Catharine Esther Beecher was one of the most influential social reformers of her time, and she practically invented the science of home economics. Beecher did not support women’s suffrage. She believed that a woman’s domain was home and duty to family and that through this work, as opposed to active political involvement, women could influence society with feminine values. She actively promoted education specifically for women, as well as home economics for housewives. Beecher was a prolific writer and, among other works, wrote Miss Beecher’s Domestic Receipt-Book, and with her sister Harriet Beecher Stowe, The American Woman’s Home.
Miss Beecher's Domestic Receipt Book (PagePerfect NOOK Book): Designed As a Supplement to Her Treatise on Domestic Economyby Catharine Esther Beecher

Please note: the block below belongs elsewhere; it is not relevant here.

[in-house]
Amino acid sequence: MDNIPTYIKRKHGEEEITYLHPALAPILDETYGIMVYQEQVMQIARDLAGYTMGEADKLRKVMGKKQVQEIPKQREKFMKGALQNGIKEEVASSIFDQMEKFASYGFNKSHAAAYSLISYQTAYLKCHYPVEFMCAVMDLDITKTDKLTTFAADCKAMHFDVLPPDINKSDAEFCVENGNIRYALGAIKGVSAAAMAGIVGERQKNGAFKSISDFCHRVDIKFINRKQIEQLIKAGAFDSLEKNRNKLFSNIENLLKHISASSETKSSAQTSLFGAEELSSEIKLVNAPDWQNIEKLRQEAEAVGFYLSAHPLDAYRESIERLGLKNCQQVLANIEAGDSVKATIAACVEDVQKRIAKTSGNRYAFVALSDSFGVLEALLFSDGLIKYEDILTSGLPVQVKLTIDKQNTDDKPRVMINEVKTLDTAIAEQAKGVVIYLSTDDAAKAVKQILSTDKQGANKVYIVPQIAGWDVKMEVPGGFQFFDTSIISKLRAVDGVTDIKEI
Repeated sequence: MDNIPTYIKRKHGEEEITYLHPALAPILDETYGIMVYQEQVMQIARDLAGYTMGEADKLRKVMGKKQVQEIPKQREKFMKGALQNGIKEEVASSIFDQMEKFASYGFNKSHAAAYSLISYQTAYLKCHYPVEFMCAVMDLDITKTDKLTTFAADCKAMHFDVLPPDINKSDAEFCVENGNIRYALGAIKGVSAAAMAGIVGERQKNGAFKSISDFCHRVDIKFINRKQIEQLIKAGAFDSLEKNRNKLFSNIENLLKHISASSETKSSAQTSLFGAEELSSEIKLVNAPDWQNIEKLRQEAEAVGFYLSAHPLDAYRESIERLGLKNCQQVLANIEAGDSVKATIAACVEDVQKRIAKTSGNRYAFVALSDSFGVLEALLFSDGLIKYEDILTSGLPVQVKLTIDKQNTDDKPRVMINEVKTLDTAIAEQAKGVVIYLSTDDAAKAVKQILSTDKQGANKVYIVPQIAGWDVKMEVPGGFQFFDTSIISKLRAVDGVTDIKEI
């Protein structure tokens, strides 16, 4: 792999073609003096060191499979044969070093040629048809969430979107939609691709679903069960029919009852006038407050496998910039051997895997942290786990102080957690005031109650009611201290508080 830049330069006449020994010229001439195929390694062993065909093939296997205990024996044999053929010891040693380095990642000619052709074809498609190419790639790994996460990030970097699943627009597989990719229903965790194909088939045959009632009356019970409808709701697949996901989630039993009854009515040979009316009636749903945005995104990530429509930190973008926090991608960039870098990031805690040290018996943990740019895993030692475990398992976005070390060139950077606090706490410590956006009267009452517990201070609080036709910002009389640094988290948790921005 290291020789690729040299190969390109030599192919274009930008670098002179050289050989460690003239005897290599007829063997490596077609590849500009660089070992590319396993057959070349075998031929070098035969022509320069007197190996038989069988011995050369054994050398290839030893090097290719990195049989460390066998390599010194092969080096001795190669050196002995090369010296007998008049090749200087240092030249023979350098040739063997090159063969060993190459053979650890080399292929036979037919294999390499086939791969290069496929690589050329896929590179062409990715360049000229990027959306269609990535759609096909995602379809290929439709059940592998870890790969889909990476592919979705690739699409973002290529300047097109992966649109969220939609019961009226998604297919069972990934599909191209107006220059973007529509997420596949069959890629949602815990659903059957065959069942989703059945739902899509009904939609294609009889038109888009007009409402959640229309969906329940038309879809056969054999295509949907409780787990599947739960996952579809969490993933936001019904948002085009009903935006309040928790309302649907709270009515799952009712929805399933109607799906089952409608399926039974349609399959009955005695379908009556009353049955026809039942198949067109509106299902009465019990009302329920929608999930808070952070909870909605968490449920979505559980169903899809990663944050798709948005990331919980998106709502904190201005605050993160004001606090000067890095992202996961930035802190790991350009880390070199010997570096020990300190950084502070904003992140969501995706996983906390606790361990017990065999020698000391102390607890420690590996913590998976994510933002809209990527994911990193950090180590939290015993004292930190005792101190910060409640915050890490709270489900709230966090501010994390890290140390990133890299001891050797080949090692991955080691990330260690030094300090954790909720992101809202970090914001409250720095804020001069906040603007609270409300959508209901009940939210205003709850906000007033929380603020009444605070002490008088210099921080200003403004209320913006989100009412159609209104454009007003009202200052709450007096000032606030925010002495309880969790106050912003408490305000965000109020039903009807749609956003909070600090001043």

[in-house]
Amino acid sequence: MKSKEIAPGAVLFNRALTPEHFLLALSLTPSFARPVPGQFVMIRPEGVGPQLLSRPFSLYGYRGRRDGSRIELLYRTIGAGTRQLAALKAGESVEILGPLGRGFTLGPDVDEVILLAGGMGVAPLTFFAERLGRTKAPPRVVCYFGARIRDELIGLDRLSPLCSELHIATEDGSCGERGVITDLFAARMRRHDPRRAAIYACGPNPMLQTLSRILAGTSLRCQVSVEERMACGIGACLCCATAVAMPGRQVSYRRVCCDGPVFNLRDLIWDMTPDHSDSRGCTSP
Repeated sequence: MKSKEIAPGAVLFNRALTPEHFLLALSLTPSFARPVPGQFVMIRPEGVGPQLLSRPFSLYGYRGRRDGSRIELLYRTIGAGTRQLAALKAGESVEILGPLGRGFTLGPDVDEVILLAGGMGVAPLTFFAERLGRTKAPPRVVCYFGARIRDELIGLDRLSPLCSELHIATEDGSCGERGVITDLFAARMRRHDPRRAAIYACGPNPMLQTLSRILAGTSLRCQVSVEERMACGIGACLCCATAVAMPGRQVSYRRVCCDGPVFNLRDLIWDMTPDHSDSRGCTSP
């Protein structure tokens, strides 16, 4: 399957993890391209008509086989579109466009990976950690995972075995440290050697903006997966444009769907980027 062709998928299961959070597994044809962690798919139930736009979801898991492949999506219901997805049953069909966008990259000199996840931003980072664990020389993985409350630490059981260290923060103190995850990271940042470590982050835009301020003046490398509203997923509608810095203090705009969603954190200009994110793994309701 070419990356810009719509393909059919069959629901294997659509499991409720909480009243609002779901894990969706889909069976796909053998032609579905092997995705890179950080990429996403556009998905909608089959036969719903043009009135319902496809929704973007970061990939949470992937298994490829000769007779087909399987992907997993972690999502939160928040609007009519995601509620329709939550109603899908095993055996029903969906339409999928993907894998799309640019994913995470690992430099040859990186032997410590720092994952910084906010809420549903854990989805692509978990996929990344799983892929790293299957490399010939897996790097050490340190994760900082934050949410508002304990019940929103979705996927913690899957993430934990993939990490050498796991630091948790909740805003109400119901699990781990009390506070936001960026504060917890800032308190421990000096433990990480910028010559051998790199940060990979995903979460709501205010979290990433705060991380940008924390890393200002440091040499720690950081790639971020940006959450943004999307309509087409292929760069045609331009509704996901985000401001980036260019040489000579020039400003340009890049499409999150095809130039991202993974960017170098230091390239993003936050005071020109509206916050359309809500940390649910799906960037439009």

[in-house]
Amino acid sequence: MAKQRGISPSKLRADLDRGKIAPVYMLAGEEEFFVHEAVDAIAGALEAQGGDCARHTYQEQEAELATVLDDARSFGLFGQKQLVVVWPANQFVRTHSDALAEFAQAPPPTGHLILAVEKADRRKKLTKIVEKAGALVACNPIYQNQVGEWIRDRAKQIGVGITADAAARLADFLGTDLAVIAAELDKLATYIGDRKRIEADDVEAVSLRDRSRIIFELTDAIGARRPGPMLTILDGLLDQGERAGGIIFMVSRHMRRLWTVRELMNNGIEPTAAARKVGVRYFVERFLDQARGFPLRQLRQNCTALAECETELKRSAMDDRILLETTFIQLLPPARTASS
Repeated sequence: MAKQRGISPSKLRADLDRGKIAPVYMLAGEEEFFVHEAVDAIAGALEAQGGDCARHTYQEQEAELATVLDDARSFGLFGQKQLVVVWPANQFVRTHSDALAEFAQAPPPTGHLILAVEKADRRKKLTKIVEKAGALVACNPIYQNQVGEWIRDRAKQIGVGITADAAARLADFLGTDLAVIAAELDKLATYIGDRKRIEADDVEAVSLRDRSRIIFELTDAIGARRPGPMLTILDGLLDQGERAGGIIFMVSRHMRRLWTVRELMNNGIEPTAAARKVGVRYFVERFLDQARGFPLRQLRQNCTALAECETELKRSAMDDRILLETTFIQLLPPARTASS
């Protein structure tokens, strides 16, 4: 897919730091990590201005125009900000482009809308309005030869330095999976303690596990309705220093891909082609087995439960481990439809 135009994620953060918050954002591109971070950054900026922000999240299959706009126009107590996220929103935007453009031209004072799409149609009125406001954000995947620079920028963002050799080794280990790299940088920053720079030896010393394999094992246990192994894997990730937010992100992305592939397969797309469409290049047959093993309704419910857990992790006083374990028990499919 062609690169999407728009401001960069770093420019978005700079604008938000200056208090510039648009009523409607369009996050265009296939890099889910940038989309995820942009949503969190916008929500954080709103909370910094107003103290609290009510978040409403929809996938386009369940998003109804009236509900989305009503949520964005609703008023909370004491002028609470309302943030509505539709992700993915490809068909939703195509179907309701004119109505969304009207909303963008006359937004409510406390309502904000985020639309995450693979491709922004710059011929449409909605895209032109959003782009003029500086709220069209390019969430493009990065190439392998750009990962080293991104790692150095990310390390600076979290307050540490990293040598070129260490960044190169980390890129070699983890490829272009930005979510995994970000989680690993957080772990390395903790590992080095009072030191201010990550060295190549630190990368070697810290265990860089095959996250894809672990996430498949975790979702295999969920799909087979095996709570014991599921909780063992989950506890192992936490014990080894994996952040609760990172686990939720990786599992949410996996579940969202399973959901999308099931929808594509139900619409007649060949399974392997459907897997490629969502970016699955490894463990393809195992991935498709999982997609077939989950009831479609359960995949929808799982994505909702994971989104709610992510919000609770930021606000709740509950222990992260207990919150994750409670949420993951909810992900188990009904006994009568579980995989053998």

Published in 1846 in New York, Miss Beecher’s Domestic Receipt Book was written by Catharine Esther Beecher, one of the most influential women writers and social activists of her time. This best-selling cookbook had over 25 printings, and it included detailed recipes that were created to make life easier and improved for the average housewife, simultaneously celebrating women’s work as an art form. The “original” recipes have all been tested by respected housewives and include directions for royal crumpets, sassafras jelly, rice griddle cakes, codfish relish, mutton hash, and mock turtle soup, as well as practical advice for setting the table, butchering a pig, handling the issue of alcohol in the home, and basting techniques. Throughout the book, Beecher emphasizes that a variety of healthy, nutritious foods should be provided for optimal family well-being. With the original receipts and useful and practical information provided in Miss Beecher’s Domestic Receipt Book, it is no surprise that Beecher became one of the most influential writers and social activists of her time. She continues to be studied and valued today. This edition of Miss Beecher’s Domestic Receipt Book was reproduced by permission from the volume in the collection of the American Antiquarian Society, Worcester, Massachusetts. Founded in 1812 by Isaiah Thomas, a Revolutionary War patriot and successful printer and publisher, the society is a research library documenting the lives of Americans from the colonial era through 1876. The society collects, preserves, and makes available as complete a record as possible of the printed materials from the early American experience. The cookbook collection comprises approximately 1,100 volumes.
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